Here are a few of the grop, preparing for departure, complete with Pudsey the Children-in-Need bear. I hope the monks don't take exception to his lack of formal attire.

I waved the TOGS off on their adventure and then returned to my cabin for a ship's biscuit and some restorative cocoa. It was just too windy and cold for me to contemplate the hill climb to the famous monastery and, besides, I didn't have room for warm clothing when I packed my case for this trip. I've made good use of my time in the Queen Victoria's excellent Gym, and I'll be poised with the hypothermia treatment when the TOGS return at teatime.

Monday, 17 November 2008

All at Sea

Off on a bit of an adventure now. It's time for the TOGS' Voyage. (If you're new to the concept of TOGS, see my earlier posting on the subject, or listen to Terry Wogan on Radio 2!) In a new and daring venture, some 300 of our loyal listeners have booked themselves on Cunard's latest cruise giant, the Queen Victoria. Their voyage takes them around Ancient Wonders of the Mediterranean and it's my pleasure to be able to join them for the first few days of this exciting outing. We sailed tonight from the port of Piraeus, near Athens. This giant of a ship slipped her moorings and edged out of the harbour so smoothly and quietly that it took a moment or two to be really sure she was actually moving. In a trice, the memory of a drizzly London was erased, to be replaced by.....a torrential downpour in Piraeus! But at least you get a better class of thunderstorm in Greece.
As soon as we were under way, a champagne reception kicked off the TOGS' Voyage in style. We saluted the TOGS and their great achievements in fund raising for the Children in Need charity. And now, at the end of a long and arduous (Don't you mean "drink laden"? Ed.) day, I've now retired to my Stateroom to write these words and, perchance, to dream. Tomorrow is another day, this time in the port of Volos. Assuming, that is, that the ship safely navigates what looks to me like quite a tight path through the various small islands that punctuate the Aegean Sea. It is very dark out there. But I'm sure these guys know what they're doing... Don't they?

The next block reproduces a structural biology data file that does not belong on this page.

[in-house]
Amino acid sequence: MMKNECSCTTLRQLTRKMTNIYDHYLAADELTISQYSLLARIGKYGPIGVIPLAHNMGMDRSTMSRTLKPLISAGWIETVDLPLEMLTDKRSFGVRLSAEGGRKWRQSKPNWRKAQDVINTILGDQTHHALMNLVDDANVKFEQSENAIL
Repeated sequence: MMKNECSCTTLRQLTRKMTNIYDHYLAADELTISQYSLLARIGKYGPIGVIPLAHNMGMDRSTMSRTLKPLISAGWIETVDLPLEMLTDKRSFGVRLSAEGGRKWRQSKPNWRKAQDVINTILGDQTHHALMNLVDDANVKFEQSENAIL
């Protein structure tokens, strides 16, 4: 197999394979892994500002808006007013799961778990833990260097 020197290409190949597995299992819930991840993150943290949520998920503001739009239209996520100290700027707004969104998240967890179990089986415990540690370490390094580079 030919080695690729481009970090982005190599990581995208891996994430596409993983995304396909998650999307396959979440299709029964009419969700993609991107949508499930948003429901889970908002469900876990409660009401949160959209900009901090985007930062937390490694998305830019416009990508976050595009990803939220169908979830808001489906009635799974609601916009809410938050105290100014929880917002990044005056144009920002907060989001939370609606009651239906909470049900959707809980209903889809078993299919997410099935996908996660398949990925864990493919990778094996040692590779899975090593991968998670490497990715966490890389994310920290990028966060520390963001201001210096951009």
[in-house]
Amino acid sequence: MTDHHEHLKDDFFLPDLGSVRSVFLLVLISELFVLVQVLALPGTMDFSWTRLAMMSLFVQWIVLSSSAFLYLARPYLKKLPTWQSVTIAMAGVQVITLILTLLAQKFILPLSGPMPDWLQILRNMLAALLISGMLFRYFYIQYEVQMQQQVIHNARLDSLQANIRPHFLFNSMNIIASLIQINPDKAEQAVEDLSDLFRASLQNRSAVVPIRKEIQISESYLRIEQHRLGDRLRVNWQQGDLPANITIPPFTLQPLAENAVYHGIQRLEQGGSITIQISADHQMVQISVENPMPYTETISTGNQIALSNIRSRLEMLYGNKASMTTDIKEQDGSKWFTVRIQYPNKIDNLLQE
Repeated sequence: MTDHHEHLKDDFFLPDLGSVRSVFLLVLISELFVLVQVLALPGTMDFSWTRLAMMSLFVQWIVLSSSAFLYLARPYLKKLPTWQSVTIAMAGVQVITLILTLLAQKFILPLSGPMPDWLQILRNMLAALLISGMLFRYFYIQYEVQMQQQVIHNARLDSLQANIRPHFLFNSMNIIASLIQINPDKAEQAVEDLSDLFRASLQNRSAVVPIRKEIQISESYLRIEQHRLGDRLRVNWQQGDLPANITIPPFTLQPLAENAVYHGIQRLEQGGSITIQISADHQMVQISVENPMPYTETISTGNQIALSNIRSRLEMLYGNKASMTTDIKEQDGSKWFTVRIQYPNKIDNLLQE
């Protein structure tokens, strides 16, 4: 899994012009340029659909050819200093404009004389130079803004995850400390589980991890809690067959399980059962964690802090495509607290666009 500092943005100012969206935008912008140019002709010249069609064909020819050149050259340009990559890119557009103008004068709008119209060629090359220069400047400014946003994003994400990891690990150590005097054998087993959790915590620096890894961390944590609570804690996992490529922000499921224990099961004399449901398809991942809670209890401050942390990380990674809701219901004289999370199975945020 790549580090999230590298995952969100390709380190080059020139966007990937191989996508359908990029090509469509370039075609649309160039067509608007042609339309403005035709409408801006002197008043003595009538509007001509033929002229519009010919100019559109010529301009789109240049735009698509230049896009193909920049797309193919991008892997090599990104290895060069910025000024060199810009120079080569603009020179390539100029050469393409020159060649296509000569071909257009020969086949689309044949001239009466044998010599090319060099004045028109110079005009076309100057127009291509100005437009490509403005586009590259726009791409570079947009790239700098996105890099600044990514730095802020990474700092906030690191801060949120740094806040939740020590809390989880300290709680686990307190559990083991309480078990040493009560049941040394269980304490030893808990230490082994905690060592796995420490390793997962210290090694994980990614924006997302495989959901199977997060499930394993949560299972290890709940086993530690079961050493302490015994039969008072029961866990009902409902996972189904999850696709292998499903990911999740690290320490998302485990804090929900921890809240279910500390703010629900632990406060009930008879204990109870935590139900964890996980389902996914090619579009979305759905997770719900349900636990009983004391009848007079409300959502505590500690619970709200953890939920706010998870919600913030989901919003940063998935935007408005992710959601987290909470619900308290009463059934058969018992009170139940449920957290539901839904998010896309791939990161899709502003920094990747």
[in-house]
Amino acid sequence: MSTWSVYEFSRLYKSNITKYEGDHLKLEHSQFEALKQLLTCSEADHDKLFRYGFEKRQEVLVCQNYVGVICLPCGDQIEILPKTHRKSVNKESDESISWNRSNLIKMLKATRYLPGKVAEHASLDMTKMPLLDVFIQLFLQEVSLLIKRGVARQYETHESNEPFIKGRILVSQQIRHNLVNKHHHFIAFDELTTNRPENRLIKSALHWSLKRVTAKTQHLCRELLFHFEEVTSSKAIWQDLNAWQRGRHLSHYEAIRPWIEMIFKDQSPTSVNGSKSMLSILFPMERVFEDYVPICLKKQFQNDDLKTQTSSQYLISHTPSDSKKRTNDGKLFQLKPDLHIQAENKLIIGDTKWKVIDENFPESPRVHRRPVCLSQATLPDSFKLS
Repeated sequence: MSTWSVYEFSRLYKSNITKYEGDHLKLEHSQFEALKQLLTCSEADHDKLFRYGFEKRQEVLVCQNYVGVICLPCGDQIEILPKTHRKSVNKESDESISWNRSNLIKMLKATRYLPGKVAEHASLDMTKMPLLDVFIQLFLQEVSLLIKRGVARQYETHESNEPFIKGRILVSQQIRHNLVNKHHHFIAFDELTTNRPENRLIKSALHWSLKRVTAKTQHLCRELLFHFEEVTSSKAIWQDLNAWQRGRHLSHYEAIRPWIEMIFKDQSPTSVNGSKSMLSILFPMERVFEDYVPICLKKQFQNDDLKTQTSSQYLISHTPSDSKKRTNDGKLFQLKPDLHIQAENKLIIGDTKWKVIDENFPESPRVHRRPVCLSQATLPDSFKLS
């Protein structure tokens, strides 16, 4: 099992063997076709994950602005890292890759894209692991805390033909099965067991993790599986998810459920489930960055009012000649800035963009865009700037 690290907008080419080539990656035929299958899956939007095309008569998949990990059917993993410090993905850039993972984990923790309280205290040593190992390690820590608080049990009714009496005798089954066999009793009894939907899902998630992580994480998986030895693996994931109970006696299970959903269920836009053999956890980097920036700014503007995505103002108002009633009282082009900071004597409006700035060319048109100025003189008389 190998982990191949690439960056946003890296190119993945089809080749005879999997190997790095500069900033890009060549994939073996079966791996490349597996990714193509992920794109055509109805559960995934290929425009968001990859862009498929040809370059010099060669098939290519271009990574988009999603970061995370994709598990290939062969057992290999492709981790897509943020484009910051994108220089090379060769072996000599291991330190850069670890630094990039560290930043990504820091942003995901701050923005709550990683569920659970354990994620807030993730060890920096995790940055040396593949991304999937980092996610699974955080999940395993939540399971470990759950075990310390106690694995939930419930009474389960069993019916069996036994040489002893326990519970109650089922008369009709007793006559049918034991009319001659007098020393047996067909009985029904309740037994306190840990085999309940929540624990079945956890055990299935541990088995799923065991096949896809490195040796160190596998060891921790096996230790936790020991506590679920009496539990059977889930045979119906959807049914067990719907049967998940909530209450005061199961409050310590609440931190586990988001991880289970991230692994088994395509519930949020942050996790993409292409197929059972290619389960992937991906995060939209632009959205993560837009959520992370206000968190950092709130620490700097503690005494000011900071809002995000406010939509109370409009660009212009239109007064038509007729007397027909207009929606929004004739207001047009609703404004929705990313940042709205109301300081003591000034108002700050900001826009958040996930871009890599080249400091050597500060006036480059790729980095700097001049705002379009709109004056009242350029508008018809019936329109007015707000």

Volos has a Monastery, and tomorrow we're going to visit it. Very strict dress code, apparently. Women must wear skirts. Not above the knee. Trousers are right out, it seems. Questions come to mind: What's wrong with trousers? Will the monks be inspecting the skirts for suitability? If yes, how do they avoid studying too closely and giving the wrong impression? Will one particular monk be in overall command of the skirt regime? If yes, will he be called Brother Skirtchecker? One thing is for sure. My journalistic instinct will come to the fore and I shall doggedly pursue answers to these questions and more. Further reports will follow. Probably from a police cell, or possibly the British Consulate.
Avast Behind!
Pictures below:
Voyage planning with Alan Dedicoat ... and yours truly on the majestic grand staircase

Manning the TOGS Desk, with (L) PR guru Dan Kirkby, and Alan Dedicoat.

Saturday, 15 November 2008

Bond, Charles Bond...?